Good exemption till 2020 | Above the regulation

Do you think we should have a time capsule for 2020? Obviously masks, hand sanitizer, virus tests of any kind and type, face shields, all the other PPE would go in there, but what else? Obituaries for hundreds of thousands who have already died and the number continues to rise? And where should you place this capsule? And how long does it take to open it?

I don’t think there is anyone on the planet who will regret it when 2020 hits its retreat. I’ve been through a lot of crap considering my age since the Vietnam War and that war changed my life in so many ways. However, there has never been anything like this in my life. Good relief 2020, you can’t leave soon enough. Let me push you out the door

So I’m not going to look back (as Satchel Paige said, don’t look back because something is gaining in you), and I’m not going to look forward except for the arrival of the vaccine. Looking forward is not my strong point. A year ago nobody thought about what was coming. Also, my crystal ball is in the store. I can wait. I leave future thinking to those who are experts in forecasting. However, I assume that we need to rethink the bar exam, the practice of multiple jurisdiction and the possibilities for better access to justice.

I can wait my turn whenever that is. I can wait how long it will take for the “new normal” to be reached. I can wait for so many things.

Lawyers are usually not patient people. (Surprise!) But I think this year may have slowed the overdeveloped sense of urgency we all have. Does it have to be done this minute? This hour? This day? Are most of the issues we deal with really that urgent today, especially today? Do we need a truce? See Appendix A.

Our urgency is nothing compared to what is happening around us. Our profession has a culture with a proud history of service, but a dark side that we should avoid.

The tragic murder / suicide of a Connecticut lawyer and his wife is a reminder that truces should potentially last longer than the holidays. And that we have to take care of ourselves and our customers. How many more stories do we need to read before lawyers finally understand that, as Kurt Vonnegut said, we are human, not human? We practice law, we don’t perfect it and we have yet to learn that our clients’ problems are not ours, but theirs.

So many dead, so many “long-distance drivers”, so many lives have changed forever. For many lawyers with roofs over their heads, food on the table and some money in the bank, the world has not changed. Yes, we are zooming, skyping, face timing, blue jeansing or whatever service we use to connect with the world. However, we are fairly sheltered from many of the realities faced every day by important workers who are unemployed due to business closings of all kinds and who wait in long lines at food banks. We may whine and complain about how the pandemic is affecting our lives, but I think we are essentially luckier than many. Remember it.

The CDC says lawyers and judges fall under the definition of “other essential workers” to sign up for the vaccine. When will the dishes be fully functional again? And unless the jury is made up of key staff, they are unlikely to be stocking the grocery shelves, delivering mail and packages, and most importantly trying to save lives, when will the trials take place without the current fear that lives in all countries us (if not the virus)?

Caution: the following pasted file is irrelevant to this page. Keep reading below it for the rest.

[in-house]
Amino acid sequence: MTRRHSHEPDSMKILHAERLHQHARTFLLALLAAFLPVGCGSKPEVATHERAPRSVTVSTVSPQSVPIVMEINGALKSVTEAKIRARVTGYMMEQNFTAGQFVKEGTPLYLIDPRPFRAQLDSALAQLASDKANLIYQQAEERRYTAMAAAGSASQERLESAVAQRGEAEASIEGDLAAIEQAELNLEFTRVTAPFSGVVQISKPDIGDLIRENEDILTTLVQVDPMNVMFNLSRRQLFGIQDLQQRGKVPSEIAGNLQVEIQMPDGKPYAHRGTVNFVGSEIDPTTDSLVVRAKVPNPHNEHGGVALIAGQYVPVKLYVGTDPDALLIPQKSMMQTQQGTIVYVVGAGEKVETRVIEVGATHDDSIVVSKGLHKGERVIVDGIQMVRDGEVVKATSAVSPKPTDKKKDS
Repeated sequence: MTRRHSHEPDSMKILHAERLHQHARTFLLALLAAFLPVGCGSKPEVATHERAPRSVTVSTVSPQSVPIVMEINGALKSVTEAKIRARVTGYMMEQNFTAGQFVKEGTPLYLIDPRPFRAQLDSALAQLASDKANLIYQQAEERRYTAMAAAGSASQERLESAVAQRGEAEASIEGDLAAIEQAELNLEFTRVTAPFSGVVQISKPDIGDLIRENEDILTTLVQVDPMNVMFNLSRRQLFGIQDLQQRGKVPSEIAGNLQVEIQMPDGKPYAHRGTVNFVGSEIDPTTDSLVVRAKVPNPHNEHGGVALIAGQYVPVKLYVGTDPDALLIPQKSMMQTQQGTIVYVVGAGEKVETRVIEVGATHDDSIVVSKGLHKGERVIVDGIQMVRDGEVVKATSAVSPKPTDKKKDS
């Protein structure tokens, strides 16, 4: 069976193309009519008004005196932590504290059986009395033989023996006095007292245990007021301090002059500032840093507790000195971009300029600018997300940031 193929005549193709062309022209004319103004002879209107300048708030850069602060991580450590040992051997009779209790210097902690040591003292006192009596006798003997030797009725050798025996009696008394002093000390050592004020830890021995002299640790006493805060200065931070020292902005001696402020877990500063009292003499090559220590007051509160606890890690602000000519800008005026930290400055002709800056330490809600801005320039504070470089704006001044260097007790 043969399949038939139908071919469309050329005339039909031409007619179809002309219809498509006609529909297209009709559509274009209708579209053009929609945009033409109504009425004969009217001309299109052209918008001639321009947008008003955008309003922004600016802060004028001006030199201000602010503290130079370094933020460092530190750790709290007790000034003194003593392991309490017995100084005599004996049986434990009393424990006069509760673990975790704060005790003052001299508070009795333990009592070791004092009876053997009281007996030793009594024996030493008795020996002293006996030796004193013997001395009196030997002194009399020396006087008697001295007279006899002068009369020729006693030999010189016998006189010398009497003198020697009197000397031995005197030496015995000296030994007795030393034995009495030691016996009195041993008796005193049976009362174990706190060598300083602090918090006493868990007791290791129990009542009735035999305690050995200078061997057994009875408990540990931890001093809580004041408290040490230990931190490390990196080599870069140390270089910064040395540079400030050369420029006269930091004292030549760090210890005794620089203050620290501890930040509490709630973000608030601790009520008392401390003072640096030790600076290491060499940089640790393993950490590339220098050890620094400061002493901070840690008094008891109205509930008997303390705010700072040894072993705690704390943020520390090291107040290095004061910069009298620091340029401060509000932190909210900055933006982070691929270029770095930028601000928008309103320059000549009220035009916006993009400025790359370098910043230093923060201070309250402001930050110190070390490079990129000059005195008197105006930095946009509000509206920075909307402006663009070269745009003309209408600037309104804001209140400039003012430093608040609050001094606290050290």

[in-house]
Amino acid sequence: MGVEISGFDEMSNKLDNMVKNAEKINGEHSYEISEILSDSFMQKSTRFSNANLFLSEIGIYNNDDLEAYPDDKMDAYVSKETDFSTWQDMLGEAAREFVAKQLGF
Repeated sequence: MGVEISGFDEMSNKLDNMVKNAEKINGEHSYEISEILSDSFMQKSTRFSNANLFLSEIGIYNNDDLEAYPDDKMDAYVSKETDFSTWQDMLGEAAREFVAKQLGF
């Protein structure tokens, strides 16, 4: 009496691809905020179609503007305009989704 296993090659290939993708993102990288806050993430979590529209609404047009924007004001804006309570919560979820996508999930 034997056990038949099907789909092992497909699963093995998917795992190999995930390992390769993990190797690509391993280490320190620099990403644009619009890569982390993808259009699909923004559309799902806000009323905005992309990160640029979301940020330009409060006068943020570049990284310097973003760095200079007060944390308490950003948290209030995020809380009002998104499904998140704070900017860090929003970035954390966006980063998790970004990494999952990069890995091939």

Mark Herrmann asks how we’re going to talk after January 20th.

The Twitter universe could get boring, (Hurray!), As well as other social media that I prefer to call “anti-social media”. Less bullying, less hostility, maybe a kinder world? Wouldn’t that be a relief, wouldn’t that be a pleasure? Could it lead to fewer tweets like this?

So many deaths from the virus, but so many heroes. Somehow, in the time of all of this horror as the world goes on, legal work, transactions, discovery battles – the things that make up the day-to-day life of lawyers – aren’t that big a deal. Unless it’s a high-stakes criminal case (and the death penalty can’t be higher), it’s about money: who has it, who wants it, who gets it, and right now I don’t think these things are real are important nowadays. I can hear the howl of protest, especially in the “biglaw world”, but just wait a minute. What is really important these days? What should really be important these days? If the answer has nothing to do with health and family, then this profession is lower than I think.

Nothing is more important than our health, the health and the love of family and friends. Just ask anyone who has lost a loved one among the nearly 350,000 (I can’t believe I’m writing this number) who died in the US this year. Just ask someone who has had and wins a loved one battling the virus, but whose life is forever changed.

Hopefully we learn that the things that matter are not billable hours, but like I said, the world keeps turning. Thank you to those who made it possible for us to move on.

Jill Switzer has been an active member of the State Bar of California for over 40 years. She remembers working as a lawyer in a friendlier time. She had a varied legal career, including as a deputy public prosecutor, as a solo practice and as leading in-house gigs. She now teaches all day what gives her the opportunity to see dinosaurs, millennials, and the people in between – it’s not always bourgeois. You can reach them by email at

Comments are closed.